Professor Frankham has had a distinguished career in conservation genetics. He is a pioneer in and a leading international authority on conservation genetics. His research career has focused on providing rigorous scientific evidence to support conservation genetics theories through his studies of Drosophila and he has extensively studied the minimum viable population size for species persistence.
Professor Frankham has published 145 papers and books. He is senior author of the Conservation Genetics textbook “Introduction to Conservation Genetics”, which is now in its 2nd edition. In 2005 Professor Frankham was awarded a D.Sc. from Macquarie University, where he held a personal chair from 1997 – 2002. He is an invited member of editorial boards of major international journals (Animal Conservation, Biological Conservation and Genetical Research) and is Associate-editor of Conservation Genetics and Pacific Conservation Biology.
Plenary Speaker - Game Management symposia
Brian Murphy was born in New Mexico and raised in Texas and Oklahoma. His life-long passion for the outdoors led him to pursue a career in wildlife management. Brian received his B.S. in Range and Wildlife Habitat Management from Texas Tech University (’89) where he was recognized as The Most Outstanding Wildlife Senior during his final year. Brian then earned his M.S. in Wildlife Resources from the University of Georgia (’92) where he received the E. L. Cheatum Wildlife Excellence Award given to the most outstanding graduate student within the School of Forest Resources. Following graduation, Brian worked as a Wildlife Research Coordinator for The University of Georgia where he managed the University's captive whitetail herd and coordinated all deer research. In 1993, Brian accepted the position of Deer Project Biologist for the Tasmanian government. During Brian's four years “down under,” he introduced the concepts of Quality Deer Management and Property-based Game Management, which provided numerous benefits to landowners, hunters and conservationists alike. During his last year, Brian established a Game Management Unit within the Tasmanian Parks and Wildlife Service, only the second such unit in Australia at the time. In 1996 Brian received the National Conservation Award from the Australian Deer Association.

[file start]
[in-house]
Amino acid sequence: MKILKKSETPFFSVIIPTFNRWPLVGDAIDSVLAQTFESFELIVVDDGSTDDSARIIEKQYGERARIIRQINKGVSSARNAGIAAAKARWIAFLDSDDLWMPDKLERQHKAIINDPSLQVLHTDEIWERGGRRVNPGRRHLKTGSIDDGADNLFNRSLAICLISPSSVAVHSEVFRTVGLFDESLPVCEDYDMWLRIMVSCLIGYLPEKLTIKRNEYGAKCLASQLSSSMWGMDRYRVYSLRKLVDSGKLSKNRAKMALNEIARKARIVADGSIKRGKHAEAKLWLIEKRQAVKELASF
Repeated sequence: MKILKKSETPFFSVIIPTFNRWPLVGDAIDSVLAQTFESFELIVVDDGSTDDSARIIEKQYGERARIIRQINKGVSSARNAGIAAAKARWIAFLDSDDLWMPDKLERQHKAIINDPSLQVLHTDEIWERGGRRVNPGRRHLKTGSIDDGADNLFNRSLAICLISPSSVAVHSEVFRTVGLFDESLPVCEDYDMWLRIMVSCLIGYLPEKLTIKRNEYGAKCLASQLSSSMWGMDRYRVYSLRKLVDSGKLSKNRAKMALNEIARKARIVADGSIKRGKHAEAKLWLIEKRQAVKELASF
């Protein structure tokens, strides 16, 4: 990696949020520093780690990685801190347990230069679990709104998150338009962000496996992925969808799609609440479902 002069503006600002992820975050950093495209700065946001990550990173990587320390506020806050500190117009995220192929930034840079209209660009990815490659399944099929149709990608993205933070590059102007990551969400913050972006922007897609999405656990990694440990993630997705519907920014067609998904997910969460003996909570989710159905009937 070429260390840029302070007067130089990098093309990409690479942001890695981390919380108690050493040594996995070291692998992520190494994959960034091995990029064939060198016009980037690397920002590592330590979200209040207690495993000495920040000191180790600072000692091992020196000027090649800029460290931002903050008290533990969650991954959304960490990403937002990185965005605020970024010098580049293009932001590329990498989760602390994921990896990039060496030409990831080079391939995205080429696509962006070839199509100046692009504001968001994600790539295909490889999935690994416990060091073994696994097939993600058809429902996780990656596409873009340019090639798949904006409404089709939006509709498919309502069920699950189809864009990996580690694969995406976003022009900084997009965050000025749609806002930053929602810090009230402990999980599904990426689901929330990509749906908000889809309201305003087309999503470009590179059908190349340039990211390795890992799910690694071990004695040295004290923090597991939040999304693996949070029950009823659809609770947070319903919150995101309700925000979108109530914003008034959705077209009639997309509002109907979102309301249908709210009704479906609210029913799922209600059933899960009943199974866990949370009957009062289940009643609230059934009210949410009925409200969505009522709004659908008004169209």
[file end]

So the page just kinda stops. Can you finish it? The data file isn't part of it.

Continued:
Upon returning to the United States in late 1997, Brian accepted the position of Chief Executive Officer with the Quality Deer Management Association (QDMA), which he currently holds. Founded in 1988, QDMA is a nonprofit wildlife conservation organization dedicated to ensuring the future of white-tailed deer, wildlife habitat and the hunting heritage. During Brian’s 11 years with QDMA, membership has grown from 3,400 to more than 50,000 in all 50 states and several countries. Today, QDMA is widely regarded as the most respected and influential whitetail organization in North America.
Brian manages all of the association’s activities and represents the organization at numerous events annually. Brian also is a prolific writer and speaker, having conducted over 600 lectures on deer biology and management and written nearly 120 popular and scientific articles. Brian has been married to his wife Heidi for 19 years and they have two daughters, Lauren (9) and Jordan (7).
Charles Krebs is Professor Emeritus in the Department of Zoology at the University of British Columbia, and Adjunct Professor in the Institute for Applied Ecology at the University of Canberra. He spends his leisure time in retirement writing textbooks in ecology and studying the impact of climate change on animal populations in the north of Canada. He spends half the year in Canada and half in Australia, visits New Zealand often, all in his eternal search for a politician who understands the ecological world view.
Plenary Speaker - Mitigating impacts of pest species through non-lethal management strategies Dr Tim Wardlaw is Principal Research Scientist with Forestry Tasmania where he leads a team of scientists undertaking research into applied forest health management and conservation biology. Tim’s professional background is in forest pathology but his interests span all aspects of forest health management. Tim oversaw the introduction of forest health surveillance into Tasmania in the late 1990’s and this health surveillance program remains one of the strongest in the Australasian region particularly with regard to the surveillance of eucalypt plantations. He has undertaken numerous consultancies in applied forest health management throughout the Asia-Pacific region. Working for one of the few remaining forest management agencies in Australasia that have retained in-house research capability, Tim works closely at the interface between management and science. He currently chairs two project steering committees, and is co-leader of the Integrated Pest Management Project, within the Cooperative Research Centre for Forestry.